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Without a doubt, I think it’s safe to say that “neighborliness” is alive and well in Carroll County.
After Hurricane Ike blew through the area on Sunday, Sept. 14 – actually, before Ike was even finished with us – people were out and about, moving trees out of roadways and checking in on their neighbors to make sure everything was OK.
Alma Elliott, who lives on Sparta-Sanders Road in Sanders, said she grilled out Sunday night for herself and her husband because their power was out earlier that day. While doing so, she said she made extra and took it over to her neighbor, Wilma Raisor, to make sure she had a “hot meal,” too.
While I was talking to Ms. Elliott on Monday, the day after the storm, two men stopped by to make sure things were OK at her house. One was Tom Abercrombie, a member of the Sanders Volunteer Fire Department. I didn’t get the other gentleman’s name.
Driving around the town, I heard the constant whining of chainsaws working their way through downed trees and limbs. Several men, including others from the SVFD, were out clearing debris away from power lines. Michael Dermon, who had that day off from work, explained that their goal was to make it easier for Kentucky Utilities crews to spend their time repairing the power lines and restoring service, rather than wasting time on cleanup.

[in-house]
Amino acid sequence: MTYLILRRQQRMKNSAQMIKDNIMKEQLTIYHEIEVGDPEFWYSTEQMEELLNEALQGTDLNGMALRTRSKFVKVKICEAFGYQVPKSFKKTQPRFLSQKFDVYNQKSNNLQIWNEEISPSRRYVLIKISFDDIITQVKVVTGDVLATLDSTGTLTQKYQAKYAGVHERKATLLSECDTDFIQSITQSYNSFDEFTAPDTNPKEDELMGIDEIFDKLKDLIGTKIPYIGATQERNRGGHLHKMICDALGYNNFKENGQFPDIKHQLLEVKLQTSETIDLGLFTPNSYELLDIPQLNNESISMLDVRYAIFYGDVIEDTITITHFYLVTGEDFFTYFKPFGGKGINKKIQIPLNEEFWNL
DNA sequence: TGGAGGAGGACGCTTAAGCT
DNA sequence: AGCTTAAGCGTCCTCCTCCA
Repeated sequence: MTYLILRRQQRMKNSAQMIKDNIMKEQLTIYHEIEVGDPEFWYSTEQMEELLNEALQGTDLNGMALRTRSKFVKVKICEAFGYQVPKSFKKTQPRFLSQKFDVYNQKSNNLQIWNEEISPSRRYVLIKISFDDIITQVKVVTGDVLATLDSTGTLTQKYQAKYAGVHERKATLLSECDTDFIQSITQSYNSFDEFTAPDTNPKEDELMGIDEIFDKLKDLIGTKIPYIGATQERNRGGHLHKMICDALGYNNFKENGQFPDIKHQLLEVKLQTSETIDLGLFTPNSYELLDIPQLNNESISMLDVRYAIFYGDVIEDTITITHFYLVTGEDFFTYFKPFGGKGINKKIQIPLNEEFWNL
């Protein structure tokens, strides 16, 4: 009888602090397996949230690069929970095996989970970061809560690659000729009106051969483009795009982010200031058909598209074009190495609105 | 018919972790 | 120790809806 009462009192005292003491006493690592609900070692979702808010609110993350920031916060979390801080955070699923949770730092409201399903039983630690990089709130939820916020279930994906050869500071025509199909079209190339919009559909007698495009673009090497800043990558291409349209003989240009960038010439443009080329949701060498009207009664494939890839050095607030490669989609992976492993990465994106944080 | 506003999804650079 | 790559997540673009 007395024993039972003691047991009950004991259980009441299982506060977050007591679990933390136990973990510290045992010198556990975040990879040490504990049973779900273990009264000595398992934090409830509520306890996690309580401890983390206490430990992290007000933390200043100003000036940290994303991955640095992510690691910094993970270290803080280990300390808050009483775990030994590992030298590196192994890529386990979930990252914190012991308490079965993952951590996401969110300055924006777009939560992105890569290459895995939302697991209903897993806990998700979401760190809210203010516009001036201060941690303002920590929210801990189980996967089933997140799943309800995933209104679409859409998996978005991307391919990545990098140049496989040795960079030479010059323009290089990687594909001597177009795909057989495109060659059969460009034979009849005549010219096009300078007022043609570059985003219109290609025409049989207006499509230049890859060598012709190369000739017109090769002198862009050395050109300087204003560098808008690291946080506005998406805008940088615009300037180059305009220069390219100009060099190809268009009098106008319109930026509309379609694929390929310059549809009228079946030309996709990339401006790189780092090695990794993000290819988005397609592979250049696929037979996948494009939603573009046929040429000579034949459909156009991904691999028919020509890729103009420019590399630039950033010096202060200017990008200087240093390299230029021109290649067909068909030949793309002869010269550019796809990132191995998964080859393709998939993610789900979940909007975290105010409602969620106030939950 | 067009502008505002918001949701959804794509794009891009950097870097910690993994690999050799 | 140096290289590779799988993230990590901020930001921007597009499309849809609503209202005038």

On this page, Ann Deatherage also cites a citizen who braved the storm, going door to door to check on her neighbors.
Nearly all the city streets and county roads here were passable – if not late Sunday, on Monday. City and county workers were out there, shoulder to shoulder with volunteers who gave their time not for recognition, but simply for the pride of knowing they were able to help out.
I have to admit, my husband and I made the poor decision of sticking to our plans for driving to Rising Sun for an arts festival there. Though we had second thoughts at one point, we went anyway. On our way there, we laughed as we quoted classic lines from the movie “Twister” – you know, “We’ve got debris!” and “Another cow! Whoops, no, same one.” (Obviously, we’ve seen that movie more than a few times.)
We arrived to find the event cancelled, so we ate at the buffet at Grand Victoria Casino. Even as the power went off – and then came back on – no less than six times, it still didn’t really occur to us that this was an out-of-the-ordinary storm.
But as we made our way west, skirting downed trees and changing our course as we were redirected around towns like Patriot, that were really hit hard by the storm, we just wanted to get back home. We were worried about the trees in and around our own yard.
In Vevay, law enforcement officers were forcing everyone to stay off the roads until the storm passed – it was that bad out. We enjoyed the darkened hospitality of the former Ogle Haus, now the Best Western, for about two hours or so.
When we found out the Milton-Madison bridge was closed out of concern for its structural integrity, we traveled to Markland Dam, crossed back into Kentucky and made our way back to Milton. It took five hours to get home from Rising Sun, usually a drive of about an hour and a half. We were exhausted.
I’m thankful there were so few injuries, and as far as I know, no fatalities in our area due to the storm. And I’m thankful to those who volunteered to help. It’s that “roll up your sleeves” response that makes living in a small town so attractive.